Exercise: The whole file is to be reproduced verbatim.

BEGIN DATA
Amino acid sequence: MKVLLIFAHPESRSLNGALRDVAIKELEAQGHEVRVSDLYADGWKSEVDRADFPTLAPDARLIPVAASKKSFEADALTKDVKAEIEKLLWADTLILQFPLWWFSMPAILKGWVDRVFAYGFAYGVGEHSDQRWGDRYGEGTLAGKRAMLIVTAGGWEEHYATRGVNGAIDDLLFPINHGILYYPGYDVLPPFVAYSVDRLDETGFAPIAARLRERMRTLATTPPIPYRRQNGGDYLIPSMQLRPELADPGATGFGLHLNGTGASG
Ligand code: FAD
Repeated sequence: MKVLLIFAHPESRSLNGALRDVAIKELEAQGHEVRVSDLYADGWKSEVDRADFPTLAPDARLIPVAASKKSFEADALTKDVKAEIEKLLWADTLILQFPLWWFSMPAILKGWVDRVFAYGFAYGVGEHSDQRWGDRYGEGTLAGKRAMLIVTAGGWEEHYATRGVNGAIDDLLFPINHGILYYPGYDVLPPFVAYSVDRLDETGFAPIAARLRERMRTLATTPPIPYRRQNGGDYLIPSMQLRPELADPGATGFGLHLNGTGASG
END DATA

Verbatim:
Amino acid sequence: MKVLLIFAHPESRSLNGALRDVAIKELEAQGHEVRVSDLYADGWKSEVDRADFPTLAPDARLIPVAASKKSFEADALTKDVKAEIEKLLWADTLILQFPLWWFSMPAILKGWVDRVFAYGFAYGVGEHSDQRWGDRYGEGTLAGKRAMLIVTAGGWEEHYATRGVNGAIDDLLFPINHGILYYPGYDVLPPFVAYSVDRLDETGFAPIAARLRERMRTLATTPPIPYRRQNGGDYLIPSMQLRPELADPGATGFGLHLNGTGASG
Ligand code: FAD
Repeated sequence: MKVLLIFAHPESRSLNGALRDVAIKELEAQGHEVRVSDLYADGWKSEVDRADFPTLAPDARLIPVAASKKSFEADALTKDVKAEIEKLLWADTLILQFPLWWFSMPAILKGWVDRVFAYGFAYGVGEHSDQRWGDRYGEGTLAGKRAMLIVTAGGWEEHYATRGVNGAIDDLLFPINHGILYYPGYDVLPPFVAYSVDRLDETGFAPIAARLRERMRTLATTPPIPYRRQNGGDYLIPSMQLRPELADPGATGFGLHLNGTGASG